I am in what I what call of the business of make-believe: By text, video and picture, it is my job to educate by information that is bona fide and breathes authenticity. It needs to be applicable, indubitable and convincing. The guiding principle is to create consumer orientated multi-modal content that is next-best to the real thing.
Take Usain Bolt for instance: I need him to visit the classroom. Not just one, but all classrooms in Sweden. And Denmark. And a not yet disclosed number of classrooms in other countries. How do I do that? Do I have the necessary connections to catch the fastest man in history you think? Well, I wish.
Instead, I am heavily leaning on a diverse array of media content to rope him. Spoiled editor that I am, I scout the Internet for the hyperinflation of interviews, video clips, articles and infographics to help me draw a somewhat convincing picture of a celebrity sports star. Does that make it authentic, or is it still fake? How can we tell?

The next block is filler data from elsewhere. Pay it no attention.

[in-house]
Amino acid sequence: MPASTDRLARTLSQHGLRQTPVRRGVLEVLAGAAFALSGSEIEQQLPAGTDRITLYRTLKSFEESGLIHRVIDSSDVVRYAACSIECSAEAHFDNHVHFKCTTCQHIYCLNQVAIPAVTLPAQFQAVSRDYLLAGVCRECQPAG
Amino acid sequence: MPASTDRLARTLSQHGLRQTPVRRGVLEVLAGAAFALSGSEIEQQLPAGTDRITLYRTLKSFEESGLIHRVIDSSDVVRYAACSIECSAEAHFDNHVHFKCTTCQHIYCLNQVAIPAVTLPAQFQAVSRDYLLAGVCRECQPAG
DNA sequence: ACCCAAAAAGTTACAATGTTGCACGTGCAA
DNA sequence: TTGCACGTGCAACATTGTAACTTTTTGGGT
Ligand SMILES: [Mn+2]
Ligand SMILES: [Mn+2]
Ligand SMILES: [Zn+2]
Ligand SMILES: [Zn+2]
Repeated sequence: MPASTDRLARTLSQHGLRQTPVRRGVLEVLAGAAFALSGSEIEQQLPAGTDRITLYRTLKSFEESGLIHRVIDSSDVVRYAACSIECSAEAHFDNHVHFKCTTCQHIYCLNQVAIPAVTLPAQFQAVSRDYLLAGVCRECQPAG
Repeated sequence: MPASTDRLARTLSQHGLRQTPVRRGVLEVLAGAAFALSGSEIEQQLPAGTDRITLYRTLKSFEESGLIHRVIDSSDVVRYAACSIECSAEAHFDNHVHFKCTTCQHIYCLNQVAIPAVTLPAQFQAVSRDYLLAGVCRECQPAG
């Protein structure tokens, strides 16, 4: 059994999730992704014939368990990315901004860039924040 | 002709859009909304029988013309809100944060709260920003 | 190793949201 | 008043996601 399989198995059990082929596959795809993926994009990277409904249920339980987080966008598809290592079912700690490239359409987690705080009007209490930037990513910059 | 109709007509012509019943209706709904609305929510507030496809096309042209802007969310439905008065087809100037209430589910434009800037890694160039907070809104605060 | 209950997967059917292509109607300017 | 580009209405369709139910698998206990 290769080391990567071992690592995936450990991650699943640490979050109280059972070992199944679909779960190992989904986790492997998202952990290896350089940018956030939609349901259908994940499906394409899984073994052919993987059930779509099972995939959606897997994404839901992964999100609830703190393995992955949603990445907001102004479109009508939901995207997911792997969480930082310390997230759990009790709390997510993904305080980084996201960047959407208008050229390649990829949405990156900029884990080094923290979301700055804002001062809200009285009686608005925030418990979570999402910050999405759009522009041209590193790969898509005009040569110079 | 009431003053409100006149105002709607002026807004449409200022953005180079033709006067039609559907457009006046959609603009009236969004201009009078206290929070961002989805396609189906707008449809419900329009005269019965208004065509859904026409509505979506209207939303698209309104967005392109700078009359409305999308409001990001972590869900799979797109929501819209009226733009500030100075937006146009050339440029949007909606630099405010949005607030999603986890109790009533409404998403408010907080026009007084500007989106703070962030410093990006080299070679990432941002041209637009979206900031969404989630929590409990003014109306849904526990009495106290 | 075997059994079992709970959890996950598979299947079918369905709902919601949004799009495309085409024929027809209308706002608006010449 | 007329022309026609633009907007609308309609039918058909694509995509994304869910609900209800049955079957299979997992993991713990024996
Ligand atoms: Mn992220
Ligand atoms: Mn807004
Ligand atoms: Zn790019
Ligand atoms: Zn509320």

Another catch lies in the way and extend to which the readily accessible media content forms our idea of the world around us. How do I know Usain Bolt truly is the kind of laid-back person portrayed in the talk show extract I choose to incorporate in my product? And where does this practice of recycling available media content leave me with a less popularized topic?
I have no answers, but I admit being a tid-bit worried.